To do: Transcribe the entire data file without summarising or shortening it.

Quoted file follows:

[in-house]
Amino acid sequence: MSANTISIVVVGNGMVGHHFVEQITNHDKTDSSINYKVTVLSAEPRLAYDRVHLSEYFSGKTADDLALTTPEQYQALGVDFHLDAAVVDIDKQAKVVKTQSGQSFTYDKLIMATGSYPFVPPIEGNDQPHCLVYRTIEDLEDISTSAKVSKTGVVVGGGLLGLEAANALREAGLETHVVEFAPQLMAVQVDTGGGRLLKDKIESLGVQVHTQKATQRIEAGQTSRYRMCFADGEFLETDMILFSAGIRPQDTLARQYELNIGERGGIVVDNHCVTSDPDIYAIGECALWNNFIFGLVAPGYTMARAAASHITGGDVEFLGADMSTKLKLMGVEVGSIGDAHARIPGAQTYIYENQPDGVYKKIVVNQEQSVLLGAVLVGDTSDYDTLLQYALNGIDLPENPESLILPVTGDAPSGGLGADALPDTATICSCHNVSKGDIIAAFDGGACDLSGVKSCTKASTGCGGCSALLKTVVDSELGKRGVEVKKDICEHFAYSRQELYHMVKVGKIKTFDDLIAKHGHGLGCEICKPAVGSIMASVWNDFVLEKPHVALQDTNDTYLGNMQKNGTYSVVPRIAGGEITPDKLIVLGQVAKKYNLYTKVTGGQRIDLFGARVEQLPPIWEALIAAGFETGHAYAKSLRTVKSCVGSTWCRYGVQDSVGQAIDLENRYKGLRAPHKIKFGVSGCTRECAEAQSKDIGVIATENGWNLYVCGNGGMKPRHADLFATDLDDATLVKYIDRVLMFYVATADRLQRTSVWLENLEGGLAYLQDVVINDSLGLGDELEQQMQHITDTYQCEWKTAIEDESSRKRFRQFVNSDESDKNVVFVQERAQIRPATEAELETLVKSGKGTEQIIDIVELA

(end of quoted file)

[in-house]
Amino acid sequence: MSANTISIVVVGNGMVGHHFVEQITNHDKTDSSINYKVTVLSAEPRLAYDRVHLSEYFSGKTADDLALTTPEQYQALGVDFHLDAAVVDIDKQAKVVKTQSGQSFTYDKLIMATGSYPFVPPIEGNDQPHCLVYRTIEDLEDISTSAKVSKTGVVVGGGLLGLEAANALREAGLETHVVEFAPQLMAVQVDTGGGRLLKDKIESLGVQVHTQKATQRIEAGQTSRYRMCFADGEFLETDMILFSAGIRPQDTLARQYELNIGERGGIVVDNHCVTSDPDIYAIGECALWNNFIFGLVAPGYTMARAAASHITGGDVEFLGADMSTKLKLMGVEVGSIGDAHARIPGAQTYIYENQPDGVYKKIVVNQEQSVLLGAVLVGDTSDYDTLLQYALNGIDLPENPESLILPVTGDAPSGGLGADALPDTATICSCHNVSKGDIIAAFDGGACDLSGVKSCTKASTGCGGCSALLKTVVDSELGKRGVEVKKDICEHFAYSRQELYHMVKVGKIKTFDDLIAKHGHGLGCEICKPAVGSIMASVWNDFVLEKPHVALQDTNDTYLGNMQKNGTYSVVPRIAGGEITPDKLIVLGQVAKKYNLYTKVTGGQRIDLFGARVEQLPPIWEALIAAGFETGHAYAKSLRTVKSCVGSTWCRYGVQDSVGQAIDLENRYKGLRAPHKIKFGVSGCTRECAEAQSKDIGVIATENGWNLYVCGNGGMKPRHADLFATDLDDATLVKYIDRVLMFYVATADRLQRTSVWLENLEGGLAYLQDVVINDSLGLGDELEQQMQHITDTYQCEWKTAIEDESSRKRFRQFVNSDESDKNVVFVQERAQIRPATEAELETLVKSGKGTEQIIDIVELA